Brian Cox in Churchill - Credit IMDB

Brian Cox in Churchill

The problem with the early scenes is that, as directed, Churchill strikes us as confident, bullish, wise, well-informed and superior to his colleagues. This is in keeping with our image of the man. When this turns out not to be the case we are confused that he stands squarely on the wrong side of history. We are certain he will pull some rabbit – unknown to general history texts – out of his hat and propose some astonishing amendment to their plans for which he will win plaudits.

But there is no rabbit. He is patronized and goes home feeling sorry for himself – turning old before our eyes. Cox, the exact same age as Churchill was in 1944, is so convincing both as the subdued hero and the irascible PM, that he is the filmmaker’s best weapon. Unfortunately, the film is not a match for his powerhouse performance. It is well-known that Churchill obsessed over the death count, no doubt a reaction to the wholesale slaughter he witnessed in WWI. But there is no evidence that he wanted to call off the largest military operation in history four days before it began and prayed for bad weather to delay the plan.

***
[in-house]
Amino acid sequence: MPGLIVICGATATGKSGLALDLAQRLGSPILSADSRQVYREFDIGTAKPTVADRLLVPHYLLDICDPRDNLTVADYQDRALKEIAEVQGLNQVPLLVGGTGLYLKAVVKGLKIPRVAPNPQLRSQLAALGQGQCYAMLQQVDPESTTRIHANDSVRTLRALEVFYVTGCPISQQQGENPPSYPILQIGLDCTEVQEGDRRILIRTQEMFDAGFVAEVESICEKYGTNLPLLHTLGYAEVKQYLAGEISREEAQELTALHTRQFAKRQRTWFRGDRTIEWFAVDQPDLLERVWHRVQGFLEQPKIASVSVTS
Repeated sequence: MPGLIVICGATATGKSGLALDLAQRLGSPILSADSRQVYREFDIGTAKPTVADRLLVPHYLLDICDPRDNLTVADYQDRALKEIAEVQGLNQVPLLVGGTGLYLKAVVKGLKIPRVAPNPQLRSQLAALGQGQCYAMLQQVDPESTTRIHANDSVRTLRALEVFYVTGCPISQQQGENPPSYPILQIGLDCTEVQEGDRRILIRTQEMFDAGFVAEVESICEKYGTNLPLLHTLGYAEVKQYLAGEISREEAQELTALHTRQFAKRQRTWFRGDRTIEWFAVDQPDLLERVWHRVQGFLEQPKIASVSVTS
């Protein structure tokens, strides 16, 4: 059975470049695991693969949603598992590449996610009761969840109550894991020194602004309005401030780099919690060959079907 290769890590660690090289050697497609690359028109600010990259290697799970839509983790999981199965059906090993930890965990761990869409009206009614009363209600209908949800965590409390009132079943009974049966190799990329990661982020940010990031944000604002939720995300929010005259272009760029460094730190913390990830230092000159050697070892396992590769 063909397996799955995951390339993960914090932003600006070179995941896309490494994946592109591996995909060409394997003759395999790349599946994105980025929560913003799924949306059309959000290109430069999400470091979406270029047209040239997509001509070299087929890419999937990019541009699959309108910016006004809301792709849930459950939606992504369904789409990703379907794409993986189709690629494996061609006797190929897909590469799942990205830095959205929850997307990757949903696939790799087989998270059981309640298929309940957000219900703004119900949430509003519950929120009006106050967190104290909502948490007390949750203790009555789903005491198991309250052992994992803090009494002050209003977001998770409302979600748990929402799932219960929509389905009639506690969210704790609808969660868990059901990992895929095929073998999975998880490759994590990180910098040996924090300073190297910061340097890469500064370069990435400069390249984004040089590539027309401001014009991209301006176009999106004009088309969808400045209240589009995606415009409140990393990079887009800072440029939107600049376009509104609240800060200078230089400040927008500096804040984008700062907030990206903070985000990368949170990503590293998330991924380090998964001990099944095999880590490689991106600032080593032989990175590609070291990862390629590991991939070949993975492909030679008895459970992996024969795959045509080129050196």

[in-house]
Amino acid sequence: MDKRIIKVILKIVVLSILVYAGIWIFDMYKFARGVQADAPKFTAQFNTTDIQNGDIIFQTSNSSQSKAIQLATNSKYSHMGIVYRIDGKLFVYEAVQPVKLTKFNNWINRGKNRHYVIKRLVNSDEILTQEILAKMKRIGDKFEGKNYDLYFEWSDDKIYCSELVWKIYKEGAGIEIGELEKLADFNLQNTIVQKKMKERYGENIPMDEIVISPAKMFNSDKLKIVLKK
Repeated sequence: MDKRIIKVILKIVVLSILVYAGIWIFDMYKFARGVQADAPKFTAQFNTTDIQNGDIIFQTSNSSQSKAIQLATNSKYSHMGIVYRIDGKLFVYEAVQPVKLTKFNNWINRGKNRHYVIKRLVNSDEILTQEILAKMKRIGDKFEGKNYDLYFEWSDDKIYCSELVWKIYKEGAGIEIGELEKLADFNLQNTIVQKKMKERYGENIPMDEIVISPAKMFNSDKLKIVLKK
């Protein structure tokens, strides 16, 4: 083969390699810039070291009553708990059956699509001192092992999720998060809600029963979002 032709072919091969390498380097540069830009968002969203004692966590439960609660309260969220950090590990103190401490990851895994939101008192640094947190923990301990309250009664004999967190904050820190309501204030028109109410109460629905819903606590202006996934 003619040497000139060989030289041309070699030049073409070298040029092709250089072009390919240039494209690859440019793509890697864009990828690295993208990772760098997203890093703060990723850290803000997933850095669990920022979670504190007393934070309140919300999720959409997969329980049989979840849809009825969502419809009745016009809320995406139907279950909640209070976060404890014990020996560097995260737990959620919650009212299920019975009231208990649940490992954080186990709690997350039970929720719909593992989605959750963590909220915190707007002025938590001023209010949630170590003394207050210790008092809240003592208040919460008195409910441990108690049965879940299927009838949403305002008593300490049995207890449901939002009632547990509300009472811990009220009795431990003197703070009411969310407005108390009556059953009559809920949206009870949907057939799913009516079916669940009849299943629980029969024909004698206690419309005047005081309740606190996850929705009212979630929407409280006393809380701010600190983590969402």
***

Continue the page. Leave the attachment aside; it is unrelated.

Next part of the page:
What the film is really about are men who are promoted out of their active job into a desk job. This theme has general relevance not only to misguided promotions, but for those that are inevitable as one grows older. The test pilot who is made Head of NASA; the teacher who is made Head Mistress; the builder made supervisor; the tennis player turned coach or radio announcer. Churchill has to come of age.

Struggling to stay relevant, Churchill plans to sail to the beaches of Normandy on HMS Belfast, before a patient and sympathetic King George VI (James Purefoy) reminds him that their duty is ‘not to fight; not to die, but exist and bring hope.’ George has learnt the lesson, but by the time Churchill does, it’s too little, too late.

Once Churchill is resigned to his fate he turns to what he does so well: he writes a speech to the nation about the no-longer-secret audacious plan. Here’s where the filmmaker’s missed a trick. For what is this film if not The Prime Minister’s Speech, a variation of The King’s Speech? Unfortunately, Churchill’s speech, while dramatically directed, does not serve a similar function. Why not cut away from the close up on Cox’s passionate delivery to Eisenhower, Helen’s boyfriend and Montgomery in the midst of action, listening to the speech with a renewed admiration for the man who has rediscovered his purpose?

While Churchill is competently made and will hold your attention, Teplitzky is not known for his pacing, and researcher/historian/author Alex Von Tunzelmann’s script struggles to find the drama in the history lesson. That is one thing, you might have thought, that we would not have to worry about. After all, Von Tunzelmann writes the Reel History column in the Guardian, rating movies on their historical accuracy.

You can watch the film trailer here: